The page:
One of the changes that pleased me about the draft version of Digital Strategy 2.0, compared with Version 1.0, was the inclusion of collaboration as a “fourth C” to add to those of connection, confidence and content.
Collaboration is the essence of the internet; it gives access not just to pre-packaged content but to others’ minds.
An international community sharing their common and differing perceptions is the power behind open source software, behind wikis and social/business networking and behind a potential role for NZ’s small and medium enterprises as part of larger multinational endeavours. It potentially revolutionises our economics and politics; to paraphrase former deputy Prime Minster Don McKinnon, New Zealanders no longer look in a mirror but a window onto the wider world.
Version 1.0 of the Strategy presented a rather proprietary view; producers create “content” and provide it, at a price, to confident, connected “consumers”. The Kiwi consumer’s highest aspiration is to produce his/her/its own content and market it to other consumers internationally.
In my submission on Version 1.0, I compared this to people throwing pre-cooked morsels into a communal pot and pulling out others’ contributions. This is not communication.
So I was pleased to see the fourth C acknowledged.
In the final version of Strategy 2.0, collaboration seems to have been demoted again. “Capability” replaces it in the set of “enablers” in the key diagram.
Collaboration is still there but at a level below the enablers, the level puzzlingly labelled “New Zealanders”. It’s as though New Zealanders already know how to collaborate before confidence, capability, connection and content enable them. I’m afraid particularly on the international front, it ain’t necessarily so.
I could be accused of putting too much weight on a diagram, but in the whole document, collaboration gets only 14 mentions and only about 10 of these relate to its role as a key enabler or outcome.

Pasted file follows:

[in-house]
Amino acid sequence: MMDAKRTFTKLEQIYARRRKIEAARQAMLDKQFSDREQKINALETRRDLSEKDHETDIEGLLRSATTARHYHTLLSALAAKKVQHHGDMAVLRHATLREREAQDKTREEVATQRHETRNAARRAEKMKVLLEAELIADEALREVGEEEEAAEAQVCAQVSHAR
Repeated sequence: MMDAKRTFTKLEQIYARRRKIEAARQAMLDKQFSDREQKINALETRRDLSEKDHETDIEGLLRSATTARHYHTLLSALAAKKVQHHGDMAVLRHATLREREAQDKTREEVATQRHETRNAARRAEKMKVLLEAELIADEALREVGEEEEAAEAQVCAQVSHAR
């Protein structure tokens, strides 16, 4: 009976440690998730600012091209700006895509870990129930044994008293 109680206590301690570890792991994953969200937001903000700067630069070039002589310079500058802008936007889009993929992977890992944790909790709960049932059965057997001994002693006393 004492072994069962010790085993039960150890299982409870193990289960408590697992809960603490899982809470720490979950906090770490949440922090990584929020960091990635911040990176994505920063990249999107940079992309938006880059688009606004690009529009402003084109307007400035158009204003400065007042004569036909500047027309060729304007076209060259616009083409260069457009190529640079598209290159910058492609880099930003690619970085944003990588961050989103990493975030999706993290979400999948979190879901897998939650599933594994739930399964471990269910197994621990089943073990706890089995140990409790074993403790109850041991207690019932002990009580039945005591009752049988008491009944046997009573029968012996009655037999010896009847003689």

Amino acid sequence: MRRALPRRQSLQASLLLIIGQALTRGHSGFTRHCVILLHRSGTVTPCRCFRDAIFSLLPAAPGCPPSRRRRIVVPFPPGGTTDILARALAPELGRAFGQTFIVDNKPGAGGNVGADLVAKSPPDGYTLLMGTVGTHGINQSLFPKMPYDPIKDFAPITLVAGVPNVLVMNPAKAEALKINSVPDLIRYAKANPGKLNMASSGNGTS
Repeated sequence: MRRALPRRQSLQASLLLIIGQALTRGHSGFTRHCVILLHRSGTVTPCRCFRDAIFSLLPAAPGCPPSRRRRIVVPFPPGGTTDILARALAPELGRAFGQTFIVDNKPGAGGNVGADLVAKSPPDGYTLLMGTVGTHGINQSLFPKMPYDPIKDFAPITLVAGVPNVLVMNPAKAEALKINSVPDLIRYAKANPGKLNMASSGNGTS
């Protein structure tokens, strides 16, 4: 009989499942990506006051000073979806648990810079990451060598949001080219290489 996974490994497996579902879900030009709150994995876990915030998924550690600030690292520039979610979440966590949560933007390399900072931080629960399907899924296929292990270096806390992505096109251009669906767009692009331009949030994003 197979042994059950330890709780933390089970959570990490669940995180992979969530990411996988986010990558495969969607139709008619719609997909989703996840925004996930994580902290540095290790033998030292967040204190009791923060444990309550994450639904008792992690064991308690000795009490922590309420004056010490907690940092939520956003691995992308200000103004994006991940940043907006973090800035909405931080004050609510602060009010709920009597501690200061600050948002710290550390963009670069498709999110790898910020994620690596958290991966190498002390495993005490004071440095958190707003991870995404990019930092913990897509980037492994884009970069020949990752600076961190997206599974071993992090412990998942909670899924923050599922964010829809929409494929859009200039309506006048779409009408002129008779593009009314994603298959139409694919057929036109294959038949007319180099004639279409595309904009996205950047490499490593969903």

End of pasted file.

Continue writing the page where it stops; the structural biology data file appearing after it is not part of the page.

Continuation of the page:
“Content”, by contrast, gets more than 70 citations. Many of these refer to the unique value of New Zealand content. While this should not be dismissed, it tends to focus our attention on what is different about us; our national character. The Strategy sees this as “valuable internationally”. That may be so, but the value of what we have in common is also not to be underestimated.
It’s like making an omelette; there is value in the cultural egg, but it profits us to break our self-contained shell; as the egg spreads and thins, we discover the things that cultures truly share, be they democratic principles or simply industry standards in ICT development.
We can establish and sell Kiwi difference and we can find our similarities and work together. Content, collaboration; we need both. They meet, perhaps in web services.
Judge David Harvey notwithstanding, old information should not be demoted to fish-and-chip wrapping. Conservation is a sixth C, in the sense of environmental sustainability and (as suggested by National Librarian Penny Carnaby) preserving our learning. Recycling — the “cradle to cradle” attitude the Strategy talks of — embraces reuse of data and code for new purposes.
I see capability and confidence as the first necessities. So equipped, we connect to bring about and use content and collaboration, conserving and reusing what we have achieved.
What results from this can be called creativity – I’d like to find a C synonym for productivity, which is rather different and acknowledged as an important goal.
The ultimate result, we trust, is commerce, competitiveness and simply coining it.